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MTN plugs gaps around SIM swop

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Users are up in arms about an alleged SIM-swop inside job at MTN and First National Bank (FNB) that has apparently defrauded customers of hundreds of thousands of rands.
MTN has issue a statement, aimed at assuring customers that it has put security requirements and systems in place to improve security.
“MTN continuously reassesses the applicability of such security controls and as and when such security controls are breached, new and different controls are developed and implemented,” the company states. “However, as with any security and control systems, unscrupulous individuals will always explore ways of circumventing such systems. It is unfortunately a continuous process as criminal elements always find ways to improve their fraudulent methods.”
The company says that, since 2009, it has implemented and had made available to the banking environment a feature called Subscriber Identity for Third Parties (SIFT), which gives banks realtime alerts on change in SIM card number.
“MTN’s view is that if implemented by a bank, SIFT should go a long way to enable banks to mitigate bank fraud risk. The banking sector has had access to this system at a nominal cost.”
To encourage its use, MTN has now zero-rated this system.
“MTN has also implemented a range of other security interventions for the SIM swap process,” the statement adds. “These measures include improved SIM swap verification and a double opt-in to activate the SIM swap, to give control to the customer.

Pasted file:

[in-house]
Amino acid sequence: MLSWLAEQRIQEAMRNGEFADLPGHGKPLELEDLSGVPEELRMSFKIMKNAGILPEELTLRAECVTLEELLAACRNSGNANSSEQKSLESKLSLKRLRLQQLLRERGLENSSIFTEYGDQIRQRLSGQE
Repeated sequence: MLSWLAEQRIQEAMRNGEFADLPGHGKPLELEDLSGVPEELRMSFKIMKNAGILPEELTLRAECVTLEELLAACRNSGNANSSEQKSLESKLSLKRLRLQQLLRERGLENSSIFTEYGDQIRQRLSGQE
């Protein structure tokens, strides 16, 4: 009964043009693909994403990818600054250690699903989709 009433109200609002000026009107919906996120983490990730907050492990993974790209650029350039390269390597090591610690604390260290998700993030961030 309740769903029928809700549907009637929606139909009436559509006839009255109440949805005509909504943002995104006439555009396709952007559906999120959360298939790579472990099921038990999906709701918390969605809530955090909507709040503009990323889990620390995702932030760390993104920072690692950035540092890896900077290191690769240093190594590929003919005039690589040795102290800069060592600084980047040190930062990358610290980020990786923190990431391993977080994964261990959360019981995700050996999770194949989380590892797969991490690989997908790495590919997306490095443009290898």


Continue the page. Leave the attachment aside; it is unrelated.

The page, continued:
“Another solution within the Sim swap verification process that MTN introduced was a one-hour SMS notification to ensure that the legitimate customer has ample time to confirm the SIM swap request.”
MTN states that it is also investigating a solution that allows customers to be contacted on a secondary number or email address to verify SIM card swaps. This would only be useful if customers provide secondary contact details.
“MTN urges its customers to safeguard their Internet and telephone banking log-in details and password against social engineering (phishing) to safeguard their accounts,” MTN states. “The banking customer’s log-in details and password is the last line of defense that should only be known to the user. The onus is on consumers to ensure that their passwords and log-in details are not compromised.”
Where fraudulent activity has taken place, the company says it is working closely with the South African Police Services as well as the South African Banking Risk Information Centre (SABRIC) to assist in the necessary investigations to bring perpetrators to book.